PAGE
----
She turned and ran across the street past the leaning house. It seemed different with its lights out, slumbering peacefully in its quilt of snow. She began to run faster knowing that he was on his way home. The night seemed warmer than it had before, as though the snow in its closeness had immersed the world in warmth.
She ran faster—faster—faster, the flakes of snow plastered against her face. She could tell she had run much farther than normal. Her legs felt like lead. She was having trouble bringing one leg in front of the other. She fell in a heap once on a slick patch in the middle of the road. She found it difficult to get up again, her feet slipping on the ice, and her legs wobbling from exhaustion. She had to get home in time to have a shower and make dinner and put on her makeup.
Finally she made it home, barely running at all the last few blocks. She sat for a moment at the bottom of the stairs inside as her breath came in staggered gulps. She crawled up the stairs on all fours, as she might have chased Jamison up them, but slowly. She collapsed again when she reached the bathroom, and the cold tile pressed into her side. It took an enormous effort to pull herself up over the lip of the tub. She didn’t have enough energy to remove her clothes, but she ran the water and pulled the shower curtain closed. Then still lying at the bottom of the tub, she pulled the stopper so the water beat down from the shower head, the sharp spray stinging her body. The water burned for a moment on the cold skin of her feet.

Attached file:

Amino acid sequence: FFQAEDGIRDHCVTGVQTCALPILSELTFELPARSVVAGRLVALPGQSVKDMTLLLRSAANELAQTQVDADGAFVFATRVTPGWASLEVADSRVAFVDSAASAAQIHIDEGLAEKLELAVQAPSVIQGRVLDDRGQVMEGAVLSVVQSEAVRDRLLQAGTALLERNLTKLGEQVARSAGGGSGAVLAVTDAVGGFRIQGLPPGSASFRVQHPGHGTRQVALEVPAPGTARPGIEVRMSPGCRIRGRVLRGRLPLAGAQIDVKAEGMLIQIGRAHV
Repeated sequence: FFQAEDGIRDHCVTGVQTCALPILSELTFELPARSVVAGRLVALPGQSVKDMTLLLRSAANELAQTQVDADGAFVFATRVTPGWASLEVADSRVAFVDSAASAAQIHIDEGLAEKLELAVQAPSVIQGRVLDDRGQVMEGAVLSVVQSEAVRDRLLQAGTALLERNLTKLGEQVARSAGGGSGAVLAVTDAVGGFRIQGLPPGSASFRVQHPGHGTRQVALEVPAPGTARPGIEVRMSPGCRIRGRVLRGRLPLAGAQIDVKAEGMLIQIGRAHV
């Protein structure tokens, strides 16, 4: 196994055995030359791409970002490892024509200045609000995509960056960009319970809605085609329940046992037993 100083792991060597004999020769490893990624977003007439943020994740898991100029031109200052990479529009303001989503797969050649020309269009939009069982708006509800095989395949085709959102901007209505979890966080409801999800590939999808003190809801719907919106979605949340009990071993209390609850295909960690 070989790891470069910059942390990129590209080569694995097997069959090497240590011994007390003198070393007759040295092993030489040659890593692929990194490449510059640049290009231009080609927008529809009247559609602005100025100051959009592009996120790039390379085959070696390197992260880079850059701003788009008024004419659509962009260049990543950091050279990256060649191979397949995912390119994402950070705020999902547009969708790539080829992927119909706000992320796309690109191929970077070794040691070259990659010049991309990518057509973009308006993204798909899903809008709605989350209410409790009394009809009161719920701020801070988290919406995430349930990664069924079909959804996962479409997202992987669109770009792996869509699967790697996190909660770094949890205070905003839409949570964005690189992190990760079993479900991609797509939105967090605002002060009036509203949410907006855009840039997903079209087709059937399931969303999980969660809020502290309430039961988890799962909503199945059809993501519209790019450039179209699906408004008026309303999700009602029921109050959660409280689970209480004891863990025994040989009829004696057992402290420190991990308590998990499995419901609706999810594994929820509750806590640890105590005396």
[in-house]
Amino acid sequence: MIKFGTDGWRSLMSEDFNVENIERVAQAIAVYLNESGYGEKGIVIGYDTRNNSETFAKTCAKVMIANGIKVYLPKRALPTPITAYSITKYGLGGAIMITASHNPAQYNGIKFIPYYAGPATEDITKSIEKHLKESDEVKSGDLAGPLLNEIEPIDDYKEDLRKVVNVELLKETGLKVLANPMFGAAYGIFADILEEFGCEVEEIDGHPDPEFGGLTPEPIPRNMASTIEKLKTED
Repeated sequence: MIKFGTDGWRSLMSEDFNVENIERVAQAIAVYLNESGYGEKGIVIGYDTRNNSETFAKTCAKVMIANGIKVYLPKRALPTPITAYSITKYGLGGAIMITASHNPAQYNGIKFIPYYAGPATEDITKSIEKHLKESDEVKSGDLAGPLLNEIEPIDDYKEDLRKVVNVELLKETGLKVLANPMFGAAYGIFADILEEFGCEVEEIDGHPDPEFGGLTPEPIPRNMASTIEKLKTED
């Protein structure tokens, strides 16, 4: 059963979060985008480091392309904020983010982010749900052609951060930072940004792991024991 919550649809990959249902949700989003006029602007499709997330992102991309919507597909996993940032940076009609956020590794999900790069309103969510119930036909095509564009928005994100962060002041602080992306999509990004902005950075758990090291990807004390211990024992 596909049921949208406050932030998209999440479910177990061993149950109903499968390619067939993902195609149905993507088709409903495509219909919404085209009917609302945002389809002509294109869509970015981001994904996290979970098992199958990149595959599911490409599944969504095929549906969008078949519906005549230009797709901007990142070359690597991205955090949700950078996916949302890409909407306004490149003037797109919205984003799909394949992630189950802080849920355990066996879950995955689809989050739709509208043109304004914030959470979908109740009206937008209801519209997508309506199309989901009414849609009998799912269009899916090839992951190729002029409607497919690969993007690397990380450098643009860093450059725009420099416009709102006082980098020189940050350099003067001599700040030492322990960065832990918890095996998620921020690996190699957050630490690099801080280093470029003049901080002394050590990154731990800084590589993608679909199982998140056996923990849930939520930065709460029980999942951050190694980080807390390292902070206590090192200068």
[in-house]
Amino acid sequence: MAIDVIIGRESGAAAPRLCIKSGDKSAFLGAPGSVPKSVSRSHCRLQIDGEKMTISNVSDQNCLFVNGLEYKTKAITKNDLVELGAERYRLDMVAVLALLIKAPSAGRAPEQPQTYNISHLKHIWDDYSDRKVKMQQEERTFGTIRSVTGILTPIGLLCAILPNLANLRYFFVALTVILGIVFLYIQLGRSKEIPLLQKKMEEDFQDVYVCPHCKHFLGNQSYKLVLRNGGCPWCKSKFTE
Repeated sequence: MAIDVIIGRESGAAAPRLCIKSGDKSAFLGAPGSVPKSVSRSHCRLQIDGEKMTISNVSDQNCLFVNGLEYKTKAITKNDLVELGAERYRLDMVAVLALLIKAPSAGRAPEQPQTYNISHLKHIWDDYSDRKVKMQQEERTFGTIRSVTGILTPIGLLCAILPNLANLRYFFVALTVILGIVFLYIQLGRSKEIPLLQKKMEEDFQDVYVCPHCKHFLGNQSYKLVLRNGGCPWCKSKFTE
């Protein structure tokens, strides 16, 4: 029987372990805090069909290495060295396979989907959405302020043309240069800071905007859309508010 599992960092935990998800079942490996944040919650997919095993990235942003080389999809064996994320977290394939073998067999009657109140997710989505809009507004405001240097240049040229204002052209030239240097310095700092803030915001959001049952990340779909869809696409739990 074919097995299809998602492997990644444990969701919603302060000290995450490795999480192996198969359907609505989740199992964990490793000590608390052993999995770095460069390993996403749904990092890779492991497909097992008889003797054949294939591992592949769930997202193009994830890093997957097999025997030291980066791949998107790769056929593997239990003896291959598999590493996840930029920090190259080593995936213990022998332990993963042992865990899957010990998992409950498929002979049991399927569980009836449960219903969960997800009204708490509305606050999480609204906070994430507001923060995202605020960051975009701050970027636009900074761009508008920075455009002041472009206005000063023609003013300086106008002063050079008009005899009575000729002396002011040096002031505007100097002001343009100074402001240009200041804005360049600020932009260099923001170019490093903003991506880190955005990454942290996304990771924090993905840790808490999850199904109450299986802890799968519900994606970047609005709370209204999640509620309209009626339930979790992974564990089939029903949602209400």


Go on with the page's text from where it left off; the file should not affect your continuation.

Her body’s tiredness washed away with the water, but it left her mind fatigued. Her heartbeat slowed. Her eyes closed.